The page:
Little Dieter Needs to Fly (Werner Herzog)–Seemingly an inspiration for the more recent documentary An Act of Killing.


*What did I like to do in my preteen years? I listened to awful music. I read books about history and sports. I obsessed over things like baseball history and drawing baseball fields. I played a tabletop simulation baseball game obsessively, keeping detailed statistics. My team was the 1972 Cincinnati Reds. I will think about this some more. Maybe I’ll ask my parents.

Sunday afternoon, fast and slow

Last gasp of a bad habit

There’s not a more fraught period of time for me each week than Sunday afternoon. It’s 3:37 p.m. as I type, and the sun has finally come out on what was a chilly, gloomy weekend. Sunday afternoons are a time of rising panic, and deepening regret. Where did the weekend go? Why didn’t I have the time of my life? Shouldn’t I have been working in the yard, or going on a 50-mile bike ride, or finishing that overdue library book? And this dread goes back to my youth: a looming pile of unfinished homework, or returning to peers and teachers that I didn’t like very much.

But I think my horror of Sunday afternoons has its deepest roots in college. I remember the fall semester–I think it was junior year. Every Saturday night I’d be out all night drinking. I’d sleep in until noon. Then I’d grab the Sunday edition of The New York Times and stumble down to the commissary in the basement of John Jay Hall. (For the life of me, I can’t remember what that eatery was called.) I’d load up on coffee, eggs and bacon, and whatever else they were serving. I’d take my tray and my newspaper to a table in front of the television. And there I’d sit, Sunday afternoon after Sunday afternoon, reading the Times and watching professional football.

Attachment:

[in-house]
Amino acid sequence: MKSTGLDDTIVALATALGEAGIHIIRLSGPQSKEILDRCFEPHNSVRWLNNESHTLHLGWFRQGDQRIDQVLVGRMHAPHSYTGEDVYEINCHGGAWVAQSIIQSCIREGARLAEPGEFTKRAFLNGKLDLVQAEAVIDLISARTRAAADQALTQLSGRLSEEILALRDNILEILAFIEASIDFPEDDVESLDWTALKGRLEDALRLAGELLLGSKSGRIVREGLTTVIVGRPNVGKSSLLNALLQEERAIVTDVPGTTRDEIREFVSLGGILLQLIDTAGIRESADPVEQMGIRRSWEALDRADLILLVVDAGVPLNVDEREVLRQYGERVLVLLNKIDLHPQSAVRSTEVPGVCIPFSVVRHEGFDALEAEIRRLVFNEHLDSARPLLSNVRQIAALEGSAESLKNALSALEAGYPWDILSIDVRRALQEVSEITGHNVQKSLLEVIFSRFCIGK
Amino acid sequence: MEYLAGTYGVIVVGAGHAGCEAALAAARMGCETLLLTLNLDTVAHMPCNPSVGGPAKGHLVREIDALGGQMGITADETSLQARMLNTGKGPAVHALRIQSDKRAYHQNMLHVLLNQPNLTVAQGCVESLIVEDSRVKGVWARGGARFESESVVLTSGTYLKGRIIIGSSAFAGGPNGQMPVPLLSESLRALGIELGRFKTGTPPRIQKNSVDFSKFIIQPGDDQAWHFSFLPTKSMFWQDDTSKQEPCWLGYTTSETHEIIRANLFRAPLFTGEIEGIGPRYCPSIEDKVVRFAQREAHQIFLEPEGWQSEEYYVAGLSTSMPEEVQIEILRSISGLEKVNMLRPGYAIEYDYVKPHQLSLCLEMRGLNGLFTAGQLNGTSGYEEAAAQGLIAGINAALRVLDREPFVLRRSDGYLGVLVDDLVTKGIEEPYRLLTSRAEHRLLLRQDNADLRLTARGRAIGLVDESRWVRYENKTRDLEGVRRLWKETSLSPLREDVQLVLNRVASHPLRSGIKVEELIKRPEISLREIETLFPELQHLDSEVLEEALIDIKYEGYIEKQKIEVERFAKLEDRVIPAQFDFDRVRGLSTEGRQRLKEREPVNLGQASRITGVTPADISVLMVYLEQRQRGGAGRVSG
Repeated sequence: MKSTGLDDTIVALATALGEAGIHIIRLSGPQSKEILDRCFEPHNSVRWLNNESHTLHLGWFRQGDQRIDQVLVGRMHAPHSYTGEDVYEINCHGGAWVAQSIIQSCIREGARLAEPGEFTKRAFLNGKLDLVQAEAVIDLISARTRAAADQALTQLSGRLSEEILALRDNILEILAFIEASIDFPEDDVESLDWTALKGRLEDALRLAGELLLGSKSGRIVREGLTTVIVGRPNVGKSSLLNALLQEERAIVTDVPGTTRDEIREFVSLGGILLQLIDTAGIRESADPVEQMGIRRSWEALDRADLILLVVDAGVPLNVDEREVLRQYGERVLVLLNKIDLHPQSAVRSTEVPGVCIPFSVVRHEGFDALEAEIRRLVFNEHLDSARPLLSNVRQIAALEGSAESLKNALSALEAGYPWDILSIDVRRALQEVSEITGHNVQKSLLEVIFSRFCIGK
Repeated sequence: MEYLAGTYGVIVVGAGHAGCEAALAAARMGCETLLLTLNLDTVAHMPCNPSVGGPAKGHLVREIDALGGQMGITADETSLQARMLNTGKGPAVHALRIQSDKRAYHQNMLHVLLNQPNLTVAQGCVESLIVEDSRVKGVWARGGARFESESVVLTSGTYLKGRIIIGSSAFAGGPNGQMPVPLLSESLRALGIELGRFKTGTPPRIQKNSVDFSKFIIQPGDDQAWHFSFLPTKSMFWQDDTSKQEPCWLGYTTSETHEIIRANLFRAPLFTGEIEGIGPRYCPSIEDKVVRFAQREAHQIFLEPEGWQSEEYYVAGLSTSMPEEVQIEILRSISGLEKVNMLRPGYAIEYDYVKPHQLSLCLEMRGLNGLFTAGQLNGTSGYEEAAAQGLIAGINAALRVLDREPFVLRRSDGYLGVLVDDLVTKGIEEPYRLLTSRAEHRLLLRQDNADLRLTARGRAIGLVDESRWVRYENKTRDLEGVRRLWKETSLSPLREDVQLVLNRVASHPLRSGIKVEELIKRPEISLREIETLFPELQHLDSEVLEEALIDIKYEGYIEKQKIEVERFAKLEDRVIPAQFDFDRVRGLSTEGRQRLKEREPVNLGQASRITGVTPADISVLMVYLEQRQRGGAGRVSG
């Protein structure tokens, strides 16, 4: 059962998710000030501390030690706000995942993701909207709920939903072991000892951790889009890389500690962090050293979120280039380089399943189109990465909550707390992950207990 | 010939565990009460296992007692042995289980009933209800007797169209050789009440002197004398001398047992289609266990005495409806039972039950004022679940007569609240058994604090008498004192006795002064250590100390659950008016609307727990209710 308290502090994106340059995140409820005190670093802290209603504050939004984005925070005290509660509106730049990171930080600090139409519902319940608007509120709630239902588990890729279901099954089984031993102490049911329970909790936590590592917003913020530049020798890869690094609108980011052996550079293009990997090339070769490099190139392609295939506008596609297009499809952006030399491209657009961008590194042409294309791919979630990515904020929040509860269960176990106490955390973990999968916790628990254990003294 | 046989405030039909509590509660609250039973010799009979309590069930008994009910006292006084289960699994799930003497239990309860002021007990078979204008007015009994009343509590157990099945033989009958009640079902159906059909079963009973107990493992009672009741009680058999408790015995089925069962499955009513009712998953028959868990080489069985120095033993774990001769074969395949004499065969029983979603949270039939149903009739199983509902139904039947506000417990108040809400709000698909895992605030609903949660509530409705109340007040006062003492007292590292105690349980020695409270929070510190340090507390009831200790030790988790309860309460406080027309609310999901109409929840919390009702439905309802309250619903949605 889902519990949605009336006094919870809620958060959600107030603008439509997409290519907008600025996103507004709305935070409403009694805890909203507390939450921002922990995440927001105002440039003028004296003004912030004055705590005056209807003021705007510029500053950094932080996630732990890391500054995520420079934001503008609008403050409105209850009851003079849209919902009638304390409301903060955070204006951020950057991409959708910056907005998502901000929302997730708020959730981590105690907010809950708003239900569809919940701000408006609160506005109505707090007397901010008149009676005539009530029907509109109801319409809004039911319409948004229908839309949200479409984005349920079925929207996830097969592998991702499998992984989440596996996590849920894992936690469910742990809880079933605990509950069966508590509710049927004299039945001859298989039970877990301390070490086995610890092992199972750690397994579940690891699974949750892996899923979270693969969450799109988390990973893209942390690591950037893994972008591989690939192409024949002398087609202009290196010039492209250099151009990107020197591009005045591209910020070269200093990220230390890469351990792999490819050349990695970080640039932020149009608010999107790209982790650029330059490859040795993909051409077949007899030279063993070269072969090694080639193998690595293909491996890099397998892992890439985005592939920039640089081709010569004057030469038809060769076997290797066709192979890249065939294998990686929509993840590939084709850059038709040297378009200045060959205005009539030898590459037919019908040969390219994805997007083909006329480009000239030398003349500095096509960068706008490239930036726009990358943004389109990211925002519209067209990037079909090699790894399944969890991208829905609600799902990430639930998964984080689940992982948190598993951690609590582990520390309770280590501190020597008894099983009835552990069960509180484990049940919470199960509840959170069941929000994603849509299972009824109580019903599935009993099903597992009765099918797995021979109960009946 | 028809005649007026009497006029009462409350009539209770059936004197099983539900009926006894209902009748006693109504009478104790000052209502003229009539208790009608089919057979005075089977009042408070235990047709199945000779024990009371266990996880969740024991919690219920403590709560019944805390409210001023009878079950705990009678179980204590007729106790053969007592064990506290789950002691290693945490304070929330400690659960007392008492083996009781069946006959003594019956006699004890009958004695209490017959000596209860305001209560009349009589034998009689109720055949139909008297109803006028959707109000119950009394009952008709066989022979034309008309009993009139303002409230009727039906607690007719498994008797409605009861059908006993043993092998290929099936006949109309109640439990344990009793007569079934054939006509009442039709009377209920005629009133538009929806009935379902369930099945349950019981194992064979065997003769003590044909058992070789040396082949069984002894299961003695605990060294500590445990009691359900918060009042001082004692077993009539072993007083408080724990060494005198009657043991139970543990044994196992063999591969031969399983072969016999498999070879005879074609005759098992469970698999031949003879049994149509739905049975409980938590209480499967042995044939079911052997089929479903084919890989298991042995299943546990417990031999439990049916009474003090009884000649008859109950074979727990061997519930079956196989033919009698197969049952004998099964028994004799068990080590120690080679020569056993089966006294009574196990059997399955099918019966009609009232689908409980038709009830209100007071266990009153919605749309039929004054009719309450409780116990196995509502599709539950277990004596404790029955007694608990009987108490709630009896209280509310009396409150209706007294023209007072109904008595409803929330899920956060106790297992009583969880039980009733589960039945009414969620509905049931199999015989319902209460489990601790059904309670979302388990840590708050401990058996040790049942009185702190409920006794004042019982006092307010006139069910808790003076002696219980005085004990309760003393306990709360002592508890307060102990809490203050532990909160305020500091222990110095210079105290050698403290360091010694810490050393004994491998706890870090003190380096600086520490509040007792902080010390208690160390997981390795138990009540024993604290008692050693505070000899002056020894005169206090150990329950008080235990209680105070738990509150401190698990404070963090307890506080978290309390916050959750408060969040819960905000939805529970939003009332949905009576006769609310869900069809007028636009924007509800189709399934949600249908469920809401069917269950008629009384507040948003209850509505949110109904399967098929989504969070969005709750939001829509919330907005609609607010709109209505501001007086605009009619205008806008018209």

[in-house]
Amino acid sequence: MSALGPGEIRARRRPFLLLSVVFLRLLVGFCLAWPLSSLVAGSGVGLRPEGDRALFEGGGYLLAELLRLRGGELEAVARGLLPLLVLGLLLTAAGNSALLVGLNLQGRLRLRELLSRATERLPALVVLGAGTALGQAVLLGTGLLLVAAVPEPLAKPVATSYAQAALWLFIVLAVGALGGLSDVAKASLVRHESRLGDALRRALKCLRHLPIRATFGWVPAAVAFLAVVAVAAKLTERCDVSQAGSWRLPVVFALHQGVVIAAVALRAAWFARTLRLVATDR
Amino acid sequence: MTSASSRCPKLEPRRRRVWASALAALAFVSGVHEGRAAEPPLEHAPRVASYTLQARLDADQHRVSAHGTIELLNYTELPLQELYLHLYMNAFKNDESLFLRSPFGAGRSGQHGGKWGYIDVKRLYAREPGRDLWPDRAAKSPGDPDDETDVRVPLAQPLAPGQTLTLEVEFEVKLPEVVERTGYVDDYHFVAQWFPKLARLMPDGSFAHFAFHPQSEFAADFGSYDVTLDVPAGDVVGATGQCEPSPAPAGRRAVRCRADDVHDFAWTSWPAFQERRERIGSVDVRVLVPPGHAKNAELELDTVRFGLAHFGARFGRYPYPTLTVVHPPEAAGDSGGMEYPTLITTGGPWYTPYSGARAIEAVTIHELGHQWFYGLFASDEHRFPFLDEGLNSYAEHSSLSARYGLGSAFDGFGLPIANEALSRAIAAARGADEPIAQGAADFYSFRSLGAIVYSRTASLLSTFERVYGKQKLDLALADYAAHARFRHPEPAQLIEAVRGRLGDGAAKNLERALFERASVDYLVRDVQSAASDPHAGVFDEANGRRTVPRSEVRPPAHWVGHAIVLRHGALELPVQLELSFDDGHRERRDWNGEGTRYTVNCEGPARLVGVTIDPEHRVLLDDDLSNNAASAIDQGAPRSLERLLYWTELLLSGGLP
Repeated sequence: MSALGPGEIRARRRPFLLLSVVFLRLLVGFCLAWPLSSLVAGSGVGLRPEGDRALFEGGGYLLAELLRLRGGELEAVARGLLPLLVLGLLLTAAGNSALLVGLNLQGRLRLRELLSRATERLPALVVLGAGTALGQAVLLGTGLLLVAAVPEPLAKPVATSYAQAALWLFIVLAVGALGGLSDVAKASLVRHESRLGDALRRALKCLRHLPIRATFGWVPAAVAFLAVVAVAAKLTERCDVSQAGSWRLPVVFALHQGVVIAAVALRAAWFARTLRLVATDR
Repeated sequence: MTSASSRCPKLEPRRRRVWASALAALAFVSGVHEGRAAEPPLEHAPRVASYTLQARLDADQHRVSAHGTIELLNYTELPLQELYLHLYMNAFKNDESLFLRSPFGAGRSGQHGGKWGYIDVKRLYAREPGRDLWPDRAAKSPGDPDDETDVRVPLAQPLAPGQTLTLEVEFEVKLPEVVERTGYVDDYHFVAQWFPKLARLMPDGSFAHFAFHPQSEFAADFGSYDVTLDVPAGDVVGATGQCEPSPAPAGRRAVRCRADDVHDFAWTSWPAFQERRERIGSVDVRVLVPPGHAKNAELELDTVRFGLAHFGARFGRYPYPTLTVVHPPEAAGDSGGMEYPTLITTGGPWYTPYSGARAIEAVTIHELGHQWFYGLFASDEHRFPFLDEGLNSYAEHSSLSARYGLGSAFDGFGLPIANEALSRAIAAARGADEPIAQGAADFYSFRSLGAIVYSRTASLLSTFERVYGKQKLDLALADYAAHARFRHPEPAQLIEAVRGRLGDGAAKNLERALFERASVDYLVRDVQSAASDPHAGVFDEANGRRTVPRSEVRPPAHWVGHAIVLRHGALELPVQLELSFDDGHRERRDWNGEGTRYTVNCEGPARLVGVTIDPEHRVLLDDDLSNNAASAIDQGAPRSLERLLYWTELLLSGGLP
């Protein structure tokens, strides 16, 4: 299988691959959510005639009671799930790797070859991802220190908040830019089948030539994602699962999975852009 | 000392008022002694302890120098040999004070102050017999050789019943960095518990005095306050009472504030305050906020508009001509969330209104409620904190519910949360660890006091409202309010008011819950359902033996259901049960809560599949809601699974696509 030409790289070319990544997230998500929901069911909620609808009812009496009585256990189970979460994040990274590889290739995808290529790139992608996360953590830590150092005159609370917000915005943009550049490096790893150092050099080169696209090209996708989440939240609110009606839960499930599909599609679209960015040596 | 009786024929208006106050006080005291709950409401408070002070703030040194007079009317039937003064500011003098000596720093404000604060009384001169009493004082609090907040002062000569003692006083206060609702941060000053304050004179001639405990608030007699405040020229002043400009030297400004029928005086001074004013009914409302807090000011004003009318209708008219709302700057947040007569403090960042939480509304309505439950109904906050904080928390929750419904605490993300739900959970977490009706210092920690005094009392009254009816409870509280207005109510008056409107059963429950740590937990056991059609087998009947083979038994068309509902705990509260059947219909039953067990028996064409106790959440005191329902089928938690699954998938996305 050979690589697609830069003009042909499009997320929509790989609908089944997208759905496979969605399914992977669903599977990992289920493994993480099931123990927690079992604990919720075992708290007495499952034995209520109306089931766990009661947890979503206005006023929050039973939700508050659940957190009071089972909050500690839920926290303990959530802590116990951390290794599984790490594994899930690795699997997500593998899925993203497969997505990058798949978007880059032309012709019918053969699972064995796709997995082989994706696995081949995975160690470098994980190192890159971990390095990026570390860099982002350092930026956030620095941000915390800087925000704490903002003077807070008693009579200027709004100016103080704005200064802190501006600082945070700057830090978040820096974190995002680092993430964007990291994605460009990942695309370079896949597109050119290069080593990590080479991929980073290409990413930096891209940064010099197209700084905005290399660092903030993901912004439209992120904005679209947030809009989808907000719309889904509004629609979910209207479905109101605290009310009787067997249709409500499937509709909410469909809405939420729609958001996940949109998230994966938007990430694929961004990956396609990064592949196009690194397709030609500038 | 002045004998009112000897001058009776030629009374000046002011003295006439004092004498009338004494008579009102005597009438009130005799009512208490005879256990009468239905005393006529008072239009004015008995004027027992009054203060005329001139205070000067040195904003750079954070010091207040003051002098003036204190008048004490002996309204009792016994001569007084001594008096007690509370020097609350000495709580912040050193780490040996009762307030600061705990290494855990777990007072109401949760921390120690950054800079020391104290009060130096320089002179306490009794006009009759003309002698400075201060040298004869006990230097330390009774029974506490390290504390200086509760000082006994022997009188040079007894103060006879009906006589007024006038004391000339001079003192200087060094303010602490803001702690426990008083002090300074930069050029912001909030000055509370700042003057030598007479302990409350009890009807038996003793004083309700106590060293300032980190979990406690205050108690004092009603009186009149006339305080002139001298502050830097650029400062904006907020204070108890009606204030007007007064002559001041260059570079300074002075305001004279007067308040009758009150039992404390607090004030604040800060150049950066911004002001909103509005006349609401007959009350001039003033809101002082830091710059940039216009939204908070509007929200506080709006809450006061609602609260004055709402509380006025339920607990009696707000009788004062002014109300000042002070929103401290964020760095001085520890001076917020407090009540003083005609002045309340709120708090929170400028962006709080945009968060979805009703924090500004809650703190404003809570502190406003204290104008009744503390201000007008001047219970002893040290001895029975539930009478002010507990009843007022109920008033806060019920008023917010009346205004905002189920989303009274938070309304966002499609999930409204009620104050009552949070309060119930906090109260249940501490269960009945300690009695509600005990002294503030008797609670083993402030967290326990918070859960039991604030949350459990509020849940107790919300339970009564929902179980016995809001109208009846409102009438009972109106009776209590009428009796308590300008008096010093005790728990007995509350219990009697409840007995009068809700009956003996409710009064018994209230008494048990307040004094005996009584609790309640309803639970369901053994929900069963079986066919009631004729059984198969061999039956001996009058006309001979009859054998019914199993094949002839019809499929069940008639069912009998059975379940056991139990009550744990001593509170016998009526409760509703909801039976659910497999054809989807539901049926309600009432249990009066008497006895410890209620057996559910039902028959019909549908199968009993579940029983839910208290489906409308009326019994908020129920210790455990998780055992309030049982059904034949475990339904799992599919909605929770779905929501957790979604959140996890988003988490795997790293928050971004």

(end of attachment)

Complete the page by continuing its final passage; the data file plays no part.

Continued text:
After the games were over, and after I’d trudged through the Times Magazine, the Book Review, the opinion columns, the Travel section, the Sports section, and all the rest, I would go upstairs and step outside in the darkening hours of Sunday. The day was shot, and I hadn’t begun to study. I hadn’t spoken to anyone. I felt very lonely.

So, I don’t exactly remember the moment when I started making changes. I do know that I have not been an avid fan of the NFL since college. Today, while I share some of the pious disdain people have for the crippling spectacle of American football, my revulsion truly stems from recognizing it as a colossal waste of autumnal Sunday afternoons.

It’s 3:50 now. The light is a little softer outside. I am trying to embrace Sunday afternoons as a time of rest and reflection, not an occasion for mounting anxiety and despair. Birds flit about outside my window. I played soccer this morning at Twin Lakes Park. I did some administrative work for Durham Atlético. S.O. has asked what kind of music she should put on. I asked her to put on Philip Glass. (Maybe we’ll catch some of this. Pricey, though.)